December 16, 2020 I MI Editor I by Daniel Margolis

On a Year Of Change

You hold in your hands (or desktop, laptop, tablet or phone) the December 2020 issue of Music Inc.

At the end of any year, it’s natural to look back and reflect on the last 12 months, and it’s no different here, as much as we all may want to forget 2020.

Our Excellence Awards have existed as long as the magazine itself, and gathering the stories of this year’s winners meant more examination of how much this year changed everything and challenged all of us. When we were speaking to retailers and suppliers as the coronavirus started spreading, company leaders described taking safety precautions in their buildings, such as turning up the temperature on sinks in bathrooms and having people attend meetings from their desks via teleconference. Understanding of what was necessary to keep employees safe escalated rapidly from that, and speaking to some of the same people seven months later, you get a sense of permanent changes in the way people work and where.

On page 42 of this issue, Yamaha Corp. of America President Tom Sumner tells us, “We’re not going to have everybody back in the office full-time. It’s just not going to happen.”
Fender CEO Andy Mooney echoes this on page 36: “I don’t see a one-hundred percent return to people going back to the office.”

But these executives don’t paint this as a negative. “We found that we can be really effective in ways that we never would have contemplated,” Mooney shares.
At retail, all of this is a bit more complicated. On page 28, you’ll hear from The Music Zoo owner Tommy Colletti, who built the showroom of his dreams last year but at press time still has it closed, with his sales staff consulting with customers via phone from their homes.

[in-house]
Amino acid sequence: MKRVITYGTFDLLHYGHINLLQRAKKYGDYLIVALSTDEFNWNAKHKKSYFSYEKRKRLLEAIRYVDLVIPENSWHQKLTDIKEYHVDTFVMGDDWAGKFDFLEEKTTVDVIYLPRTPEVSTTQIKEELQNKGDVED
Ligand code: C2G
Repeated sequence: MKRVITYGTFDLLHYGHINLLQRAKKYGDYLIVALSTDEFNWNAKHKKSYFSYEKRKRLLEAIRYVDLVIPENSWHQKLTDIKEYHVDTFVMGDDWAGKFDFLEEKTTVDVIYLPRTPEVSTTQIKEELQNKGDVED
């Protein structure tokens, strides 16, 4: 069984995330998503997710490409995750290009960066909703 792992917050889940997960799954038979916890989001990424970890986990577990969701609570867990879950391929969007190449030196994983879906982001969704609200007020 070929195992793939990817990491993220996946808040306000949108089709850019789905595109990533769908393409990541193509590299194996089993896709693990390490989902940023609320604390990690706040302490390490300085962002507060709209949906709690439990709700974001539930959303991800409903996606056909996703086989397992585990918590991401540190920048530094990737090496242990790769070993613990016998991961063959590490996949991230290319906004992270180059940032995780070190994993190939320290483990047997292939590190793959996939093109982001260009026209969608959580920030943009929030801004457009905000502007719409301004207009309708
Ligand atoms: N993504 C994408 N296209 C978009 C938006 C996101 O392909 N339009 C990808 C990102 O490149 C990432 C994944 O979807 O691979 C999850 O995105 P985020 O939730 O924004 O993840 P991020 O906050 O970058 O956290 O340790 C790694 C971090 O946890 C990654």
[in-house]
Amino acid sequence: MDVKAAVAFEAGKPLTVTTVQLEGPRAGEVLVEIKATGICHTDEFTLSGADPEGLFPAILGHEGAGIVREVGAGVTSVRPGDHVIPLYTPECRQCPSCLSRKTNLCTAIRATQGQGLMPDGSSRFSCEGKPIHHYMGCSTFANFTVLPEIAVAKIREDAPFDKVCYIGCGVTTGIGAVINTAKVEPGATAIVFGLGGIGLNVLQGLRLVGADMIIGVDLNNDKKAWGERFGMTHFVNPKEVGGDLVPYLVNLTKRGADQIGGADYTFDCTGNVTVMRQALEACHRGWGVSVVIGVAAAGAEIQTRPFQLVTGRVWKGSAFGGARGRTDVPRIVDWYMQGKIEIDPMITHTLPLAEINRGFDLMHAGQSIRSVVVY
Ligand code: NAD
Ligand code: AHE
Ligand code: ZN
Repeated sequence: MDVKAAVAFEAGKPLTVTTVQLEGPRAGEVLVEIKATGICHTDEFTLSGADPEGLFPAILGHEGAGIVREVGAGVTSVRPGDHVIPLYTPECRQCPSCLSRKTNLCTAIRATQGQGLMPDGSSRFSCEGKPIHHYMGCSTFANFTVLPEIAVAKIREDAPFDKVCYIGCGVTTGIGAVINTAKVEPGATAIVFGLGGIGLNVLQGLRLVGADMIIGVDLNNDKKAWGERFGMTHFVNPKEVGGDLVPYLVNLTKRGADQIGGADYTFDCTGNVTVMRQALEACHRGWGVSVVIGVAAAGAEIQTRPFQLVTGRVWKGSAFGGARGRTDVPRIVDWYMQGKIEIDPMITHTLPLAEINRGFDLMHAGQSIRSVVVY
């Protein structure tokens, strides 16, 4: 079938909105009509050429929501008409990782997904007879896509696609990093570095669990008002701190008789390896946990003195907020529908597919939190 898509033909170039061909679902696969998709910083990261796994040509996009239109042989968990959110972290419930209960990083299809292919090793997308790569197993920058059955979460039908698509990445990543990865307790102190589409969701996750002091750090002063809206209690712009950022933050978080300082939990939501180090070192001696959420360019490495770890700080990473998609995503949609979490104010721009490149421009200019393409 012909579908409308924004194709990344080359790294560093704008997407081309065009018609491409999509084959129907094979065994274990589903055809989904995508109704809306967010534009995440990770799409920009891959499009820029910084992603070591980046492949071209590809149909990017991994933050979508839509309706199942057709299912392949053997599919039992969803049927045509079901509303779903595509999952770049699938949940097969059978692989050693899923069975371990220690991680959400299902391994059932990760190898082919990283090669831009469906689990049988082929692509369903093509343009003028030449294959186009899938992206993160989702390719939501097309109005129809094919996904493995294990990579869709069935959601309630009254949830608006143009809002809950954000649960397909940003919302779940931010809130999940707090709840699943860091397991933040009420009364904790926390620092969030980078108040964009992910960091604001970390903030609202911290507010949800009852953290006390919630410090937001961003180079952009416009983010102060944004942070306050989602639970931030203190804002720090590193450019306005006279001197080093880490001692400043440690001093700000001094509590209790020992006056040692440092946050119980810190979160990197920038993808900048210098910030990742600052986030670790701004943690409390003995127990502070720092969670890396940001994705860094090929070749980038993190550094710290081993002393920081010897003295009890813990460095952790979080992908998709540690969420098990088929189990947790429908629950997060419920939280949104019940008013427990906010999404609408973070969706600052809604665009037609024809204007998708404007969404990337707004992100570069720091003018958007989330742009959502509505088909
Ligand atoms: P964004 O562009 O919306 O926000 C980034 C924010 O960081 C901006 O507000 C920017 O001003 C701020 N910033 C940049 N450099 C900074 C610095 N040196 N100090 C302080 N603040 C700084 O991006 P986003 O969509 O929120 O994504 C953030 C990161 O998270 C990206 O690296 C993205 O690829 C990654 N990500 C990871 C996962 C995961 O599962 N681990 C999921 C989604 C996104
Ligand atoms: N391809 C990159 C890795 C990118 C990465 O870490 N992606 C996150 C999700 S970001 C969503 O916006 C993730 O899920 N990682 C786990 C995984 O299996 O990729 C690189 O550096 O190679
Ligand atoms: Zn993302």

“I’m sure I’m giving up some business to the people that just truly need to go into a store and play 20 or 30 guitars,” he said. “But at the moment, it’s not going to happen here because we haven’t figured out a way to keep everybody safe.”

Colletti hasn’t yet figured out how to keep his stock safe either. “I haven’t found a way to disinfect a guitar properly from one person to the other person without using some kind of alcohol-based or hydrogen-peroxide disinfectant that is going to mar a finish,” he said.

He’s faced challenges on this. “It’s funny, because I get emails from customers saying, ‘Hey, well, this store is open and that store is open. So why aren’t you?’ Well, I care about your safety, and I care about the safety of my employees. We’re able to function in a new way right now.”

Congratulations to all the Excellence Awards winners and MI in general for functioning in a new way in a year in which we all pretty much had no other choice.

And lastly, R.I.P. to a man who made his instrument function in a new way, and, as you’ll read in these pages, directly inspired some of our interviewees this month, Eddie Van Halen. MI

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